Maryland and Colorado recently began using risk adjustment in Medicaid programs for the poor and disabled. In the state of Washington, a health benefits program for public employees implemented it this month. Under legislation enacted last year, Medicare, the federal medical insurance program for the elderly, must begin adjusting reimbursements by the year 2000.
One Minnesota HMO has taken this approach to an even finer level by risk-adjusting the amount it pays physician groups serving its members.
"What we really want are the sickest people going to the best doctors. And the only way we make that happen is . . . reward the best doctors for attracting the sickest patients," said George C. Halvorson, chief executive of HealthPartners Inc.
Michael B. Rothman, who helped organize the Colorado Medicaid effort, echoed that logic. "Our goal is to pay [health plans] more appropriately so they have a reason to treat high-cost [cases] and people with chronic needs effectively," the former state official said.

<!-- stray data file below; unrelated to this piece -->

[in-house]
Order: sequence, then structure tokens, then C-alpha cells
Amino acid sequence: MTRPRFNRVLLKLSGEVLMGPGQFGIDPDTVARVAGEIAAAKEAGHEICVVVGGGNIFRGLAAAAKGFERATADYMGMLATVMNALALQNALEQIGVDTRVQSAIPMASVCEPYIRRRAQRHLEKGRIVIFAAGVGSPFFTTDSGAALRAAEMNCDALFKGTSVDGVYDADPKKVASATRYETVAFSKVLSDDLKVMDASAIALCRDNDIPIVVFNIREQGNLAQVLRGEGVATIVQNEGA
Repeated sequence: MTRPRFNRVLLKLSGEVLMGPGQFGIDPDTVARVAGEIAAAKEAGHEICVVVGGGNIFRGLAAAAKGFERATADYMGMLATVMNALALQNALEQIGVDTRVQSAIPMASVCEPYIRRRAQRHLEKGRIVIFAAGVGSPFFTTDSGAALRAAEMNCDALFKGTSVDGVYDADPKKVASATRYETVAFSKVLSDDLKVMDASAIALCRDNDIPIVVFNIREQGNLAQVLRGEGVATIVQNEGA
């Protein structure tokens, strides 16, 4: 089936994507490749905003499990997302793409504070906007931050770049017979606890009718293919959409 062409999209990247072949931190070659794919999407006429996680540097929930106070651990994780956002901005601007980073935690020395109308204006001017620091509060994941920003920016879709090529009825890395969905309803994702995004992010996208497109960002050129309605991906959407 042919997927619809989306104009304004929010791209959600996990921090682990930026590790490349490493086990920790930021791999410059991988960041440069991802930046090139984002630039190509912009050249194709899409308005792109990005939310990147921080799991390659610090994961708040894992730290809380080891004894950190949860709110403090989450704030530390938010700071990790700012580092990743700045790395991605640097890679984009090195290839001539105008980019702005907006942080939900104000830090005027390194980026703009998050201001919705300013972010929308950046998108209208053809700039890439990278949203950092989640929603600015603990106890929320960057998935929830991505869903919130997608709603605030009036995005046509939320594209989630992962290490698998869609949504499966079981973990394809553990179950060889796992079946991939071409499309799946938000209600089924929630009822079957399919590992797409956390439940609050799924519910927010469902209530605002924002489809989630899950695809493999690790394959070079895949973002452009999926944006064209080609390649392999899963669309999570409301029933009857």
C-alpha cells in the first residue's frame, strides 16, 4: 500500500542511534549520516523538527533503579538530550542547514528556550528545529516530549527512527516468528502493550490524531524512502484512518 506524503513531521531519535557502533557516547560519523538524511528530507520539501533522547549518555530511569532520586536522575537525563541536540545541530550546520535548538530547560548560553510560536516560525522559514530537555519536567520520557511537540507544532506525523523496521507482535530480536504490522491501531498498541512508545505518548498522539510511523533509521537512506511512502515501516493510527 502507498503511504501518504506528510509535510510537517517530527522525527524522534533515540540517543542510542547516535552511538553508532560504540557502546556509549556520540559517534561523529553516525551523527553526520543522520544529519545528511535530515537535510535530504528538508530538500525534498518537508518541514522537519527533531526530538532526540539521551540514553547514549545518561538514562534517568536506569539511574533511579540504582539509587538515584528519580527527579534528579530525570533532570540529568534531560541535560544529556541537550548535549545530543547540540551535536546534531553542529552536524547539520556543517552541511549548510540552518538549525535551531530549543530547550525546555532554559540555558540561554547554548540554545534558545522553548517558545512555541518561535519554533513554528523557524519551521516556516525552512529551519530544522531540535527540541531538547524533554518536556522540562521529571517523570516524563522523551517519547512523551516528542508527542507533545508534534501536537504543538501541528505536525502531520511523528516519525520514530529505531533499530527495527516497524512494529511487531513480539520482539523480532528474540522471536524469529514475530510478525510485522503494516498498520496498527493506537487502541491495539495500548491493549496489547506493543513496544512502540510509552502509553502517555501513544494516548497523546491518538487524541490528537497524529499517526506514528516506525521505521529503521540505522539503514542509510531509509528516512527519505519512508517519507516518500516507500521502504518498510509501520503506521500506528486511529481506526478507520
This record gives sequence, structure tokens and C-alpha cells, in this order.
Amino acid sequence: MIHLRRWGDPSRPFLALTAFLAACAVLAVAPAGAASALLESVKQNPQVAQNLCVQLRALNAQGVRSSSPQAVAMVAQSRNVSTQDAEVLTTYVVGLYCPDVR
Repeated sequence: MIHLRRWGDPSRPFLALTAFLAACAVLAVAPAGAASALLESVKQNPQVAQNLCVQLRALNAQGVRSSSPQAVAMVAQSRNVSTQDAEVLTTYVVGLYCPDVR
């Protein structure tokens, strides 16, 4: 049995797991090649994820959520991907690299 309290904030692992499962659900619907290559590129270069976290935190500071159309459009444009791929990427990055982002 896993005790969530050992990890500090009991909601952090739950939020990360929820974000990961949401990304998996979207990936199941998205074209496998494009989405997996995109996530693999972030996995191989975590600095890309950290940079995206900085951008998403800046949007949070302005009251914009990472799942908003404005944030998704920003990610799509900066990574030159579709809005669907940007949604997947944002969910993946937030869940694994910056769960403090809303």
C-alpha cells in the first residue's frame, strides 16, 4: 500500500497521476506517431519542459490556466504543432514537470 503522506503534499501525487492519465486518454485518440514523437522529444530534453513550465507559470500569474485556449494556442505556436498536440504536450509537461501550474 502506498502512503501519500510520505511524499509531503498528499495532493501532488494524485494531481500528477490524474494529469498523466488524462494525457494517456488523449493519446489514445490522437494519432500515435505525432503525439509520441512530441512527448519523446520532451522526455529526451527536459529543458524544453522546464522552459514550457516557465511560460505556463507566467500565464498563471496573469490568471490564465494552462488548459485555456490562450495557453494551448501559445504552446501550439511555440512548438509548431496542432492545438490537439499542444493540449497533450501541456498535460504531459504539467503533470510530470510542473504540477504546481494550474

"Our concern is, if we don't pay them for taking on our more expensive populations, they won't do it. They'll find ways not to do it."
The chief of preventive medicine and research at the Kaiser Permanente HMO in Denver agrees in principle. "If you're going to pay me X number of dollars for every patient, then I have an incentive to enroll healthy members and to not enroll sick members. And risk adjustment takes that perverse incentive away," Ned Calonge said.
Cherry-picking, as the bias toward healthy patients often is labeled, is a long-standing practice in the health insurance business. Conventional insurers routinely screen applicants for medical problems, denying coverage to the sickest or charging them higher premiums.
But less straightforward methods dominate when prepaid health plans agree to accept all members of a government insurance program or employee group. And new factors come into play when managed-care companies control the delivery of care as well as its financing.
The cost controls and red tape of managed care can have a hidden payoff for HMOs: They may scare away consumers whose medical needs make them especially sensitive to bureaucratic hurdles. That helps explain why the Medicare beneficiaries who choose health maintenance organizations have been healthier on average than those opting for Medicare's traditional fee-for-service coverage, many analysts believe.